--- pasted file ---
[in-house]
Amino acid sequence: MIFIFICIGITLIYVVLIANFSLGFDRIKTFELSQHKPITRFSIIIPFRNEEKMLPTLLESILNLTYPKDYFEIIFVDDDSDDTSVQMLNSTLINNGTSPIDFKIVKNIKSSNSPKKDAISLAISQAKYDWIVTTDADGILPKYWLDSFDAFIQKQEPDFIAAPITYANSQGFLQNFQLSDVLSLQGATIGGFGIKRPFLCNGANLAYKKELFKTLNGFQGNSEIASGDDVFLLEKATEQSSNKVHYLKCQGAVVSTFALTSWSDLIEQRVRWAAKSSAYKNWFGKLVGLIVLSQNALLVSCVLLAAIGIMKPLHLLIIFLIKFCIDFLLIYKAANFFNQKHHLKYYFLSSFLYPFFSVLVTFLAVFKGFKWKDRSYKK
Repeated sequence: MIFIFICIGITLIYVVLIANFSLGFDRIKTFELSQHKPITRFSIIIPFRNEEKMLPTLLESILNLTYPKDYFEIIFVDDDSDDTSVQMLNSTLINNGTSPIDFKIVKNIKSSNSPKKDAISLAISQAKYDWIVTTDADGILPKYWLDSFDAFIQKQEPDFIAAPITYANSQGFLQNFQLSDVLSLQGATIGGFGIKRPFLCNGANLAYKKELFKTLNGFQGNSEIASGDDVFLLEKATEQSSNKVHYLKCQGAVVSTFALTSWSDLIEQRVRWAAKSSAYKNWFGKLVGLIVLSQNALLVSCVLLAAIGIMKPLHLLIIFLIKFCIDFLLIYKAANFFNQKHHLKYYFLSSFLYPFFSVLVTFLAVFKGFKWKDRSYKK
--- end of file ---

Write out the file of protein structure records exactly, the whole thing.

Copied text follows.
[in-house]
Amino acid sequence: MIFIFICIGITLIYVVLIANFSLGFDRIKTFELSQHKPITRFSIIIPFRNEEKMLPTLLESILNLTYPKDYFEIIFVDDDSDDTSVQMLNSTLINNGTSPIDFKIVKNIKSSNSPKKDAISLAISQAKYDWIVTTDADGILPKYWLDSFDAFIQKQEPDFIAAPITYANSQGFLQNFQLSDVLSLQGATIGGFGIKRPFLCNGANLAYKKELFKTLNGFQGNSEIASGDDVFLLEKATEQSSNKVHYLKCQGAVVSTFALTSWSDLIEQRVRWAAKSSAYKNWFGKLVGLIVLSQNALLVSCVLLAAIGIMKPLHLLIIFLIKFCIDFLLIYKAANFFNQKHHLKYYFLSSFLYPFFSVLVTFLAVFKGFKWKDRSYKK
Repeated sequence: MIFIFICIGITLIYVVLIANFSLGFDRIKTFELSQHKPITRFSIIIPFRNEEKMLPTLLESILNLTYPKDYFEIIFVDDDSDDTSVQMLNSTLINNGTSPIDFKIVKNIKSSNSPKKDAISLAISQAKYDWIVTTDADGILPKYWLDSFDAFIQKQEPDFIAAPITYANSQGFLQNFQLSDVLSLQGATIGGFGIKRPFLCNGANLAYKKELFKTLNGFQGNSEIASGDDVFLLEKATEQSSNKVHYLKCQGAVVSTFALTSWSDLIEQRVRWAAKSSAYKNWFGKLVGLIVLSQNALLVSCVLLAAIGIMKPLHLLIIFLIKFCIDFLLIYKAANFFNQKHHLKYYFLSSFLYPFFSVLVTFLAVFKGFKWKDRSYKK